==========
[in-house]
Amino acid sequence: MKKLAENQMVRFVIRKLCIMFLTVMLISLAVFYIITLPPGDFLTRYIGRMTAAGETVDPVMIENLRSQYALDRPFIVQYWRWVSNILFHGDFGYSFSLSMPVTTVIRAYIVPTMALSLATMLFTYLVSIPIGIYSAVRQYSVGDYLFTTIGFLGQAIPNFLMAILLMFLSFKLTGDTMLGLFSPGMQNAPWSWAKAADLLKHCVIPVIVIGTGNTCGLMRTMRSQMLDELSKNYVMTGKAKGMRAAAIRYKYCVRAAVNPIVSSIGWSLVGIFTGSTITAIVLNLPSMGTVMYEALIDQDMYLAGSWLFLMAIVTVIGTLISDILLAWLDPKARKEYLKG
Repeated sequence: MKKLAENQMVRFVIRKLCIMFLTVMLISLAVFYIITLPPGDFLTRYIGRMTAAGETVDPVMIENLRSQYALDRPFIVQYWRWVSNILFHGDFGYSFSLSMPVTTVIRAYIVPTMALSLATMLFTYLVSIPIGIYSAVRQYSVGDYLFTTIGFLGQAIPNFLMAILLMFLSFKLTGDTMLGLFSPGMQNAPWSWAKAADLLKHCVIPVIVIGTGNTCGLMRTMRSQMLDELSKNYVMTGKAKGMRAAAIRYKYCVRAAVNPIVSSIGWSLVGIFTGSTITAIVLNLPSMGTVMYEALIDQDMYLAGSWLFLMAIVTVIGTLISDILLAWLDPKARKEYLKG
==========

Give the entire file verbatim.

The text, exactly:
[in-house]
Amino acid sequence: MKKLAENQMVRFVIRKLCIMFLTVMLISLAVFYIITLPPGDFLTRYIGRMTAAGETVDPVMIENLRSQYALDRPFIVQYWRWVSNILFHGDFGYSFSLSMPVTTVIRAYIVPTMALSLATMLFTYLVSIPIGIYSAVRQYSVGDYLFTTIGFLGQAIPNFLMAILLMFLSFKLTGDTMLGLFSPGMQNAPWSWAKAADLLKHCVIPVIVIGTGNTCGLMRTMRSQMLDELSKNYVMTGKAKGMRAAAIRYKYCVRAAVNPIVSSIGWSLVGIFTGSTITAIVLNLPSMGTVMYEALIDQDMYLAGSWLFLMAIVTVIGTLISDILLAWLDPKARKEYLKG
Repeated sequence: MKKLAENQMVRFVIRKLCIMFLTVMLISLAVFYIITLPPGDFLTRYIGRMTAAGETVDPVMIENLRSQYALDRPFIVQYWRWVSNILFHGDFGYSFSLSMPVTTVIRAYIVPTMALSLATMLFTYLVSIPIGIYSAVRQYSVGDYLFTTIGFLGQAIPNFLMAILLMFLSFKLTGDTMLGLFSPGMQNAPWSWAKAADLLKHCVIPVIVIGTGNTCGLMRTMRSQMLDELSKNYVMTGKAKGMRAAAIRYKYCVRAAVNPIVSSIGWSLVGIFTGSTITAIVLNLPSMGTVMYEALIDQDMYLAGSWLFLMAIVTVIGTLISDILLAWLDPKARKEYLKG